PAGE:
. First, we conducted static and dynamic probability analyses based on extensive (formal) descriptive observations to assess the relation between potential precursors and problem behavior. As noted previously, Smith and Churchill concluded that responses were precursors based on informal observations. Second, the present results substantiate those reported by Smith and Churchill in that problem behavior and precursors were shown to be reinforced by the same events (i.e., access to tangible items for Paolo and access to tangible items and escape from instructional demands for Bruno). This suggests that under some circumstances, when supported by lag-sequential analyses of descriptive data, functional analyses of less severe response topographies may be used as a basis for designing function-based treatments to address more severe topographies of problem behavior (e.g., intense SIB). Third, as reported by Smith and Churchill, we also found that levels of problem behavior were suppressed when contingencies during the functional analysis were withheld for problem behavior and arranged for the precursor. Clinically, this is an encouraging finding because the potential for harm incurred during functional analyses of severe problem behavior might be reduced if the functional properties of problem behavior can be inferred from outcomes of a functional analysis of precursors.
Limitations of the current study also should be considered when interpreting the results. Unconditional probability values were calculated based on intervals of 1 s, but conditional probability values were based on intervals of 10 s, which in most cases would not produce similar outcomes. For example, if we assume a 60-s observation period in which 12 instances of behavior are equally distributed in each of six 10-s intervals (i.e., two instances per 10-s bin), the obtained probability values differ substantially. By assessing the unconditional probability of behavior in 10-s intervals, the obtained probability would be 1 (i.e., at least one instance of behavior occurred in each 10-s interval). On the other hand, by assessing the unconditional probability of behavior in 1-s intervals, the obtained probability would be .2 (i.e., 12/60). Because the two probability values were calculated using different methods, the unconditional probability of behavior may have been suppressed artificially (as evidenced by the aforementioned example). On the other hand, the analysis in terms of 1-s intervals may be a more representative account of behavior in that each instance of behavior and each opportunity to emit behavior are taken into consideration. Future research in this area may involve comprehensive comparative analyses of various methods of calculating descriptive data (e.g., methods of calculating unconditional probability values as described) to elucidate the merits and limitations of each.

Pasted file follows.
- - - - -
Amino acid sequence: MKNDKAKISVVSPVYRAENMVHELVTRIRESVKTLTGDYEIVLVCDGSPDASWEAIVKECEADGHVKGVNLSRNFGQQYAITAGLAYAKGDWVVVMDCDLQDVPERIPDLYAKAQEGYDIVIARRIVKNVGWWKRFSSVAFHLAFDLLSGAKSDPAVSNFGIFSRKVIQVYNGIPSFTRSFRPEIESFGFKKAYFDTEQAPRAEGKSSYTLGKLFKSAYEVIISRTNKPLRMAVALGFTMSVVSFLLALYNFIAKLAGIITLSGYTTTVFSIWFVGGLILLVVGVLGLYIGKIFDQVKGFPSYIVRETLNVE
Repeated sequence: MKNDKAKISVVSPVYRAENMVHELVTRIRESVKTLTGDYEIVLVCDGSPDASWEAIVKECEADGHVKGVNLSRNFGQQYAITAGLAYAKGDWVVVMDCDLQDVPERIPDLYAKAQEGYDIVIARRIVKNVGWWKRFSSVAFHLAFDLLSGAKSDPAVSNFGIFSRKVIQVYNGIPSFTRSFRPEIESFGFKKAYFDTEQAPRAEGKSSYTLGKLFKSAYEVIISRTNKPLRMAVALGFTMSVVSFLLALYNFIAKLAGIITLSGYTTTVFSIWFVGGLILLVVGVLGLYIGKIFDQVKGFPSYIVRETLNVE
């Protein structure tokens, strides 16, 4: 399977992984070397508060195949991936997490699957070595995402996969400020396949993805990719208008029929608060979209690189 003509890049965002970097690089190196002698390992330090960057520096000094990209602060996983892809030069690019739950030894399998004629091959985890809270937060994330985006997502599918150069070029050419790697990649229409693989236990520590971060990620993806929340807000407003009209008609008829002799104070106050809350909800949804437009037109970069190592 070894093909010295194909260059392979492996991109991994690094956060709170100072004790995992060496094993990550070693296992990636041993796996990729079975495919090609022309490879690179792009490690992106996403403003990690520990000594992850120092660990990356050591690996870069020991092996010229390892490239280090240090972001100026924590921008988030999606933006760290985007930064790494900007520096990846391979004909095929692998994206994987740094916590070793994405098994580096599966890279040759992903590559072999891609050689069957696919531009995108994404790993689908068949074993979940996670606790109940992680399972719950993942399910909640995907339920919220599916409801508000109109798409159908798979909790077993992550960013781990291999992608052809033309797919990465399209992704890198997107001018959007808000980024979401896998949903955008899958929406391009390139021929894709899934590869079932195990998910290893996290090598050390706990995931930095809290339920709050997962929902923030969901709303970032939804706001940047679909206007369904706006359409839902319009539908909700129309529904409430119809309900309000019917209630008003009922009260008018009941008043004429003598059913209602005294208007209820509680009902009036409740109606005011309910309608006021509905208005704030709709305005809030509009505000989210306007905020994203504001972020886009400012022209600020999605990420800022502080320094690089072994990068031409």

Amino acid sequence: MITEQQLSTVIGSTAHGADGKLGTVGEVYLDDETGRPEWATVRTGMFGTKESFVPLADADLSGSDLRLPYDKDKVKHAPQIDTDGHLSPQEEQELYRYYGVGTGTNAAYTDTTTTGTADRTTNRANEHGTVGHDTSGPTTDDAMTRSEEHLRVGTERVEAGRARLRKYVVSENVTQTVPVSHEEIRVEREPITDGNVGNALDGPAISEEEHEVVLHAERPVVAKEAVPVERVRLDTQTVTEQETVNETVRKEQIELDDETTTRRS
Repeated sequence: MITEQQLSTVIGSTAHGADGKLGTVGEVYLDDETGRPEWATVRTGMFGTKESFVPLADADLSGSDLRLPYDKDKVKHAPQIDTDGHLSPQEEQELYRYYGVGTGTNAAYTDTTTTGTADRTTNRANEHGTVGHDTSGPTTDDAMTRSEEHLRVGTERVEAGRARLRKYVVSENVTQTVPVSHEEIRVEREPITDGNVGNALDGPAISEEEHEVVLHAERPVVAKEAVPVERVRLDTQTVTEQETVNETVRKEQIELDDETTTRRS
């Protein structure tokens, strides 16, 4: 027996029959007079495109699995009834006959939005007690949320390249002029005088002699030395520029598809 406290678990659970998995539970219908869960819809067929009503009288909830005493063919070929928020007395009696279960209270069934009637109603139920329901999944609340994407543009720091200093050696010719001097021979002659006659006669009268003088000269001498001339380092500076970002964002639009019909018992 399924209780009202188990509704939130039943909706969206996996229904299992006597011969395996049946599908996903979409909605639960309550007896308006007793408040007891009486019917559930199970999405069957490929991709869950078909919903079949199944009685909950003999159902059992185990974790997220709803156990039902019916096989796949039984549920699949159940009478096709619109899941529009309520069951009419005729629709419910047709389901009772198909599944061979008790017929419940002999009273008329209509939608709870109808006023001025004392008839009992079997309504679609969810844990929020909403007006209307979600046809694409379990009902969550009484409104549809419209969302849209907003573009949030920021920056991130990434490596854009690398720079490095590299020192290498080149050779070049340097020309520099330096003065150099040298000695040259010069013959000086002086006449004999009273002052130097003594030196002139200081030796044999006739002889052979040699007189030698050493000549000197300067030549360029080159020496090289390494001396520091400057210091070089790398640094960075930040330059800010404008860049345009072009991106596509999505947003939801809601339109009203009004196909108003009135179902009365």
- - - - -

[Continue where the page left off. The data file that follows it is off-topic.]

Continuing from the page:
An additional limitation of the current investigation involves the omission of a treatment component based on the results of the functional analyses. Thus, it is currently unknown whether a treatment based on the results of the functional analyses of precursors would have produced clinically significant reductions in either or both response categories. However, the extensive literature on function-based treatments suggests that such treatments would have produced improvements in behavior. Future research may be designed to evaluate treatments based on functional analyses of precursors identified via probability analyses of the sort evaluated in the current investigation.
In addition, the absence of inferential statistical analyses of the relations between precursors and problem behavior may be viewed as a limitation of the current investigation. Instead, we relied on visual analysis of comparative probability values. The rather pronounced differences were considered sufficient to draw conclusions from these data; however, researchers interested in the sequential association of response–response relations may evaluate odds ratios or Yule's Q,
as suggested by Yoder and Feurer (2000)
, in future investigations.
Although the functional analysis of severe problem behavior has proven extremely useful as a basis for treatment development, there remain circumstances in which such assessments are not possible due to the risk of harm to the participant or therapists. We do not suggest that precursor analyses supplant functional analyses of problem behavior, but that they may represent useful alternative procedures for minimizing risk during the assessment of particularly harmful response topographies.